In this paper I examine the use of the concept of "normality" in debates about German foreign policy since unification. In the early 1990s, left-wing intellectuals such as Jürgen Habermas tended to criticize the idea of "normality" in favor of a form of German exceptionalism based on responsibility for the Nazi past. A foreign policy based on the idea of "normality" was associated above all with the greater use of military force, which the right advocated and the left opposed. Thus, "normality" became a synonym for Bündnisfähigkeit. Yet, from the mid 1990s onwards, some Social Democrats such as Egon Bahr began to use the concept of "normality" to refer instead to a foreign policy based on sovereignty and the pursuit of national interests. Although a consensus has now emerged in Germany around this realist definition of foreign-policy "normality," it is inadequate to capture the complex shift in the foreign policy of the Federal Republic since unification.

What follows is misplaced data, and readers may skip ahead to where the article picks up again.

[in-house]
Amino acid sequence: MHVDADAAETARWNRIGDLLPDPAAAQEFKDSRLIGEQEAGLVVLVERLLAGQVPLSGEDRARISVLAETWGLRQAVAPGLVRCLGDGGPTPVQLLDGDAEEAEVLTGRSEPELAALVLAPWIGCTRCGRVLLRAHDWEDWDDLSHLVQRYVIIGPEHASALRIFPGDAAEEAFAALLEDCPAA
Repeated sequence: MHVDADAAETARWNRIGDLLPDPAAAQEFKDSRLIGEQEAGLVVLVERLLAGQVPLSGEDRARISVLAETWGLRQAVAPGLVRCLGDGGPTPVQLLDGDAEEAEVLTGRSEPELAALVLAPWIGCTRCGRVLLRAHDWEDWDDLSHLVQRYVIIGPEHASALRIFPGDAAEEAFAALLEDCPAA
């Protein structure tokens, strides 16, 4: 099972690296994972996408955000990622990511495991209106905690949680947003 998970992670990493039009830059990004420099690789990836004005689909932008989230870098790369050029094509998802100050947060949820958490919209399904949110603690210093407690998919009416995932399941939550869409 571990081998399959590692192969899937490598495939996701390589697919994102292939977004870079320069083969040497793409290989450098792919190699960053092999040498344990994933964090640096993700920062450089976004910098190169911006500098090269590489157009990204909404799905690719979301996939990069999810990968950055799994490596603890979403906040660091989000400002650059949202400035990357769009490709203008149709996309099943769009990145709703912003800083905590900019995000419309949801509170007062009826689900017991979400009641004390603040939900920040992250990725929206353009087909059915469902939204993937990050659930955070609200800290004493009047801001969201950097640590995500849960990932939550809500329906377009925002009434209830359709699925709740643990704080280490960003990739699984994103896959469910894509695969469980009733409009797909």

Jeffrey Anderson, German Unification and the Union of Europe (Cambridge and New York: Cambridge University Press, 1999)
Thomas Banchoff, The German Problem Transformed: Institutions, Politics and Foreign Policy, 1945-1995 (Ann Arbor, Michigan: University of Michigan Press, 1999)